To help solve the climate problem, universities need to rethink the tenure and promotion system ”Yale Climate Connections


As a geoscientist, I applaud President Biden’s ambitious vision halve carbon emissions by 2030 and 100% clean electricity by 2035. Since achieving these goals will require a great deal of research and development to shift to producing electricity from zero-emission sources, high-intensity higher education institutions research have an important role to play.

Yet, as a faculty member and administrator of such an institution, I can attest that academia has an account to be taken in genuinely engaging in the battle to save the planet. The outdated university promotion and tenure system, originally designed to protect academic freedom, renders higher education insensitive to the needs of society in more ways than one. He presents perverse incentives, prevents the inclusion of a wide range of diverse perspectives so crucial for transformative innovation, and in fact prevents researchers to continue high-risk efforts it can lead to breakthrough discoveries and technologies that the public desperately needs.

Instead, scientists trained to develop in-depth expertise in a narrow field end up talking about it using specialized, specific, and esoteric words in articles published in obscure journals that are not widely accessible.

The ability to innovate and communicate is essential for scientists, as we are among the people doing research who can uncover some of the most devastating effects of climate change and, if acted upon, help mitigate them.

My colleagues also feel the gap between the task ahead and the incentives to get there. At a pre-pandemic professional conference, I attended a panel discussion on the importance of the public understanding our findings. Filled with some 500 scientists, the room crackled with a simultaneous sense of urgency and apprehension. The panelists urged us to engage lawmakers, our citizens, anyone who would listen to them.

Yet I noticed that, as the calls to action intensified, the young scientists seemed to be crumbling, as if they were crushed by the weight of expectations on them.

At the end of the session, I got up and asked how our institutions are going to value the work that society needs from scientists. Calls for awareness and communication are good and good, but no rational scientist can afford to heed them if, at the time of promotion and tenure, faculty are only measured by measurements. centuries of publications, the number of doctoral students and digital evaluations of teaching. Isn’t it time, I asked, for our field to take a hard look at our reward and advancement system?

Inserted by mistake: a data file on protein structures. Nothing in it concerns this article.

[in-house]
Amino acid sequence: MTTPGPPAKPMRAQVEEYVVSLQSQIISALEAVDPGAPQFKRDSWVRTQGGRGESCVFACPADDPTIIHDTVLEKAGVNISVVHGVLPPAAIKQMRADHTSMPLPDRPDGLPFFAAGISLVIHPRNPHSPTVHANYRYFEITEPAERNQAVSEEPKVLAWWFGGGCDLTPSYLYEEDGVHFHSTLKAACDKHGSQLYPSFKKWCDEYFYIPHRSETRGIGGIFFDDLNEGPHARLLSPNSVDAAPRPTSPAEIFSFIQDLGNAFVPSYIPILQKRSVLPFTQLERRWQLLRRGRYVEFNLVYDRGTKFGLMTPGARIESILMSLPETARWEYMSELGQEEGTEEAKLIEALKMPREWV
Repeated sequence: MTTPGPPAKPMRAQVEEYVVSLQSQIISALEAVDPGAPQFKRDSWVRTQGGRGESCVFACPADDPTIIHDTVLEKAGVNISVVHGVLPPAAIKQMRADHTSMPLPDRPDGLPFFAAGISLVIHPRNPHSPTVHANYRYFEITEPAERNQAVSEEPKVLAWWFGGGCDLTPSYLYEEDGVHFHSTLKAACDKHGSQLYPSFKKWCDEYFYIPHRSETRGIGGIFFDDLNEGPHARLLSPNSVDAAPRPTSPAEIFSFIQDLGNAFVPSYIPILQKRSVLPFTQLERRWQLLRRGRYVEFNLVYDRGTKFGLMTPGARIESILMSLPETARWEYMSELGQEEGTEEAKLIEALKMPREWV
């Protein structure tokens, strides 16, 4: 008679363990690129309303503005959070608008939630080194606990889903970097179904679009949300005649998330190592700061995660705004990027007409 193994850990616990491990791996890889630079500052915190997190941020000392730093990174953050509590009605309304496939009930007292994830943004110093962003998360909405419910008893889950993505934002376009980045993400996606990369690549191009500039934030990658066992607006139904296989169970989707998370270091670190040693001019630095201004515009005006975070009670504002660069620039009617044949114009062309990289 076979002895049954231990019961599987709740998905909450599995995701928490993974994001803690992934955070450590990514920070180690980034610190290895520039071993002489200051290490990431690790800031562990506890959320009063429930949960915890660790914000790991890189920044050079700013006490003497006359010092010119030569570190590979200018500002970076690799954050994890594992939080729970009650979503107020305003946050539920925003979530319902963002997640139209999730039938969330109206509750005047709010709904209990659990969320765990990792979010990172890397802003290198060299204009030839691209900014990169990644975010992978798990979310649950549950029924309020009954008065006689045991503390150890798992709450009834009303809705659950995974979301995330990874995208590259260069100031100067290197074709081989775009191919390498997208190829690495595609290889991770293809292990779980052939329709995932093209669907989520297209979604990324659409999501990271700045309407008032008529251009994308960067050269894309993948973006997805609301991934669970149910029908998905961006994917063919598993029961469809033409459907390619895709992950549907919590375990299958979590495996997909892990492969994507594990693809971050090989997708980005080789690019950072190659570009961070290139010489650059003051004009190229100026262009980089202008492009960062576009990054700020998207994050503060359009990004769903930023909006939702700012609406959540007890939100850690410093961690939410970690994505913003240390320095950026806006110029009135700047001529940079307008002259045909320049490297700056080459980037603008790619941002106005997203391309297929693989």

To my surprise, the room erupted with applause. It is clear that others have seen what I have done: that the reward and advancement system has become a hindrance. Although efforts have been made to broaden the assessment parameters in some selected institutions, a profession-wide reimagining has never been attempted.

The good news is that many administrators can at least state an alternate vision, and faculty have expressed a desire for change. My own institution, Oregon State University, has made strides in recognizing work – in research, teaching or service – to advance diversity and inclusion and to value entrepreneurship in the community. university; the fight against climate change requires these two approaches.

But this puzzle cannot be solved one institution at a time; it must be approached as a profession. I challenge research-intensive institutions to design a system of advancement that allows the profession to evolve while preserving academic freedom and thought leadership.

The right incentive system would achieve a number of objectives.

This would allow scientific researchers to be free to keep the parts of the system that work well, while expanding the way in which impact can be achieved beyond traditional parameters.

This could allow researchers to effectively communicate the importance and application of their findings to policy makers or angel investors so that climate-friendly technologies are developed quickly and adopted in a transparent manner.

Scientists would be empowered to engage meaningfully with underserved communities that are affected by their research and to involve students from diverse backgrounds so that the workforce can be diverse and better ideas can emerge.

In the age of ‘big data’, scientists would be able to take the time to find ways to more openly store and share their data, and to collaborate across disciplines to find comprehensive solutions to our global climate problem.

And scientists would be rewarded for working closely with government agencies and the private sector to bring their research to perhaps the most serious problem society has ever faced.

By designing our assessment system from the ground up, higher education can catalyze university researchers to become determined and serious risk-takers, change-makers and innovators that the public needs and empower them. ways to meet and exceed bold emissions targets, engineer. climate solutions and enable a fairer and more inclusive society.

H. Tuba Özkan-Haller, Ph.D., is associate vice president for administration and research development at Oregon State University, where she is also a professor in the College of Earth, Ocean, and Atmospheric Sciences. She is a member of Public Voices with the OpEd project.


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